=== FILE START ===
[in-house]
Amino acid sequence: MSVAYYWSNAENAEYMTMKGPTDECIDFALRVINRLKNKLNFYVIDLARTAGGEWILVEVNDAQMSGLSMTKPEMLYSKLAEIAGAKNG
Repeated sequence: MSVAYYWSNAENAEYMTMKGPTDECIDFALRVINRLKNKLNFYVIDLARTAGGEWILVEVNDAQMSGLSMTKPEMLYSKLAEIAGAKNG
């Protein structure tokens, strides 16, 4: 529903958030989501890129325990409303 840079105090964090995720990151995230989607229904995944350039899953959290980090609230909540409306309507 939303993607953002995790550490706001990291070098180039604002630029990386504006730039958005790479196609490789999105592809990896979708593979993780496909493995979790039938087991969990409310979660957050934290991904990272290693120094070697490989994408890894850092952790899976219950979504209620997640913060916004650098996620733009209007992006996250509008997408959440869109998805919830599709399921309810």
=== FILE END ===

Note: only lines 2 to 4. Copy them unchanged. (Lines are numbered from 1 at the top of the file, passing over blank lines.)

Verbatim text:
Amino acid sequence: MSVAYYWSNAENAEYMTMKGPTDECIDFALRVINRLKNKLNFYVIDLARTAGGEWILVEVNDAQMSGLSMTKPEMLYSKLAEIAGAKNG
Repeated sequence: MSVAYYWSNAENAEYMTMKGPTDECIDFALRVINRLKNKLNFYVIDLARTAGGEWILVEVNDAQMSGLSMTKPEMLYSKLAEIAGAKNG
């Protein structure tokens, strides 16, 4: 529903958030989501890129325990409303 840079105090964090995720990151995230989607229904995944350039899953959290980090609230909540409306309507 939303993607953002995790550490706001990291070098180039604002630029990386504006730039958005790479196609490789999105592809990896979708593979993780496909493995979790039938087991969990409310979660957050934290991904990272290693120094070697490989994408890894850092952790899976219950979504209620997640913060916004650098996620733009209007992006996250509008997408959440869109998805919830599709399921309810």